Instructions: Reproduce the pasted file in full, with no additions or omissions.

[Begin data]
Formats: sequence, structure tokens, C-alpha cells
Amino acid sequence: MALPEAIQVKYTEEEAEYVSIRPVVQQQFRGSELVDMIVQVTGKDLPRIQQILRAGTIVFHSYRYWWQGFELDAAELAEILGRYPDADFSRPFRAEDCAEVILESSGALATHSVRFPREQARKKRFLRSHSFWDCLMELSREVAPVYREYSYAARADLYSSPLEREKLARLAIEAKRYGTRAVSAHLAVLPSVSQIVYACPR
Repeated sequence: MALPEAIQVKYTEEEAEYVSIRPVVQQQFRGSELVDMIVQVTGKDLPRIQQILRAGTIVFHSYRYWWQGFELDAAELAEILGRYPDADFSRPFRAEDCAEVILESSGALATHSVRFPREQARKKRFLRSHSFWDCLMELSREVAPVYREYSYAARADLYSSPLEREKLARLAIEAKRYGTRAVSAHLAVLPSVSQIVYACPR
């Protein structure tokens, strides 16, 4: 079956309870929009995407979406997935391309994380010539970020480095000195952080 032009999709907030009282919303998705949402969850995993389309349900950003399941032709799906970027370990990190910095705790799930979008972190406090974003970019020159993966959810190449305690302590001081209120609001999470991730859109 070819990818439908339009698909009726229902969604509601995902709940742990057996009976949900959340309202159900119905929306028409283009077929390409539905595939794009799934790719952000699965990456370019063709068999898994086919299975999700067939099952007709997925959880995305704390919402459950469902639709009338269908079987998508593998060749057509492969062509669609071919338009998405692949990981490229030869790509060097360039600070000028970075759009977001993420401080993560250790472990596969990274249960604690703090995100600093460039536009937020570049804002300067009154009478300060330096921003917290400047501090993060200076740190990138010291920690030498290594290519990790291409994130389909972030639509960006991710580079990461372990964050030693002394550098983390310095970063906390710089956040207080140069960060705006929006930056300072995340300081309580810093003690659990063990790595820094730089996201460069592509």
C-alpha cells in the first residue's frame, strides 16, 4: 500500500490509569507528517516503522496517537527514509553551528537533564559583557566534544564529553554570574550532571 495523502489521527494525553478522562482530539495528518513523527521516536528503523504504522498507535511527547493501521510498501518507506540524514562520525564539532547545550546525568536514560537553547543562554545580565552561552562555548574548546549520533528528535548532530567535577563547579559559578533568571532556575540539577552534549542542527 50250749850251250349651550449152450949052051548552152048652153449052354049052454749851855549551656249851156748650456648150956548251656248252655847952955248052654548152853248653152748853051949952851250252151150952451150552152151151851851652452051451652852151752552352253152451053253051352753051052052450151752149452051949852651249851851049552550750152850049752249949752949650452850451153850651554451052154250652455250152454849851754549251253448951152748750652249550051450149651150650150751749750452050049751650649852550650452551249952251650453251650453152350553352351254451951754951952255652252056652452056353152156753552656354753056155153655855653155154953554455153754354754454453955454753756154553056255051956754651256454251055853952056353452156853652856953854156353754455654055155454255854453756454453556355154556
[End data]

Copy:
Formats: sequence, structure tokens, C-alpha cells
Amino acid sequence: MALPEAIQVKYTEEEAEYVSIRPVVQQQFRGSELVDMIVQVTGKDLPRIQQILRAGTIVFHSYRYWWQGFELDAAELAEILGRYPDADFSRPFRAEDCAEVILESSGALATHSVRFPREQARKKRFLRSHSFWDCLMELSREVAPVYREYSYAARADLYSSPLEREKLARLAIEAKRYGTRAVSAHLAVLPSVSQIVYACPR
Repeated sequence: MALPEAIQVKYTEEEAEYVSIRPVVQQQFRGSELVDMIVQVTGKDLPRIQQILRAGTIVFHSYRYWWQGFELDAAELAEILGRYPDADFSRPFRAEDCAEVILESSGALATHSVRFPREQARKKRFLRSHSFWDCLMELSREVAPVYREYSYAARADLYSSPLEREKLARLAIEAKRYGTRAVSAHLAVLPSVSQIVYACPR
């Protein structure tokens, strides 16, 4: 079956309870929009995407979406997935391309994380010539970020480095000195952080 032009999709907030009282919303998705949402969850995993389309349900950003399941032709799906970027370990990190910095705790799930979008972190406090974003970019020159993966959810190449305690302590001081209120609001999470991730859109 070819990818439908339009698909009726229902969604509601995902709940742990057996009976949900959340309202159900119905929306028409283009077929390409539905595939794009799934790719952000699965990456370019063709068999898994086919299975999700067939099952007709997925959880995305704390919402459950469902639709009338269908079987998508593998060749057509492969062509669609071919338009998405692949990981490229030869790509060097360039600070000028970075759009977001993420401080993560250790472990596969990274249960604690703090995100600093460039536009937020570049804002300067009154009478300060330096921003917290400047501090993060200076740190990138010291920690030498290594290519990790291409994130389909972030639509960006991710580079990461372990964050030693002394550098983390310095970063906390710089956040207080140069960060705006929006930056300072995340300081309580810093003690659990063990790595820094730089996201460069592509």
C-alpha cells in the first residue's frame, strides 16, 4: 500500500490509569507528517516503522496517537527514509553551528537533564559583557566534544564529553554570574550532571 495523502489521527494525553478522562482530539495528518513523527521516536528503523504504522498507535511527547493501521510498501518507506540524514562520525564539532547545550546525568536514560537553547543562554545580565552561552562555548574548546549520533528528535548532530567535577563547579559559578533568571532556575540539577552534549542542527 50250749850251250349651550449152450949052051548552152048652153449052354049052454749851855549551656249851156748650456648150956548251656248252655847952955248052654548152853248653152748853051949952851250252151150952451150552152151151851851652452051451652852151752552352253152451053253051352753051052052450151752149452051949852651249851851049552550750152850049752249949752949650452850451153850651554451052154250652455250152454849851754549251253448951152748750652249550051450149651150650150751749750452050049751650649852550650452551249952251650453251650453152350553352351254451951754951952255652252056652452056353152156753552656354753056155153655855653155154953554455153754354754454453955454753756154553056255051956754651256454251055853952056353452156853652856953854156353754455654055155454255854453756454453556355154556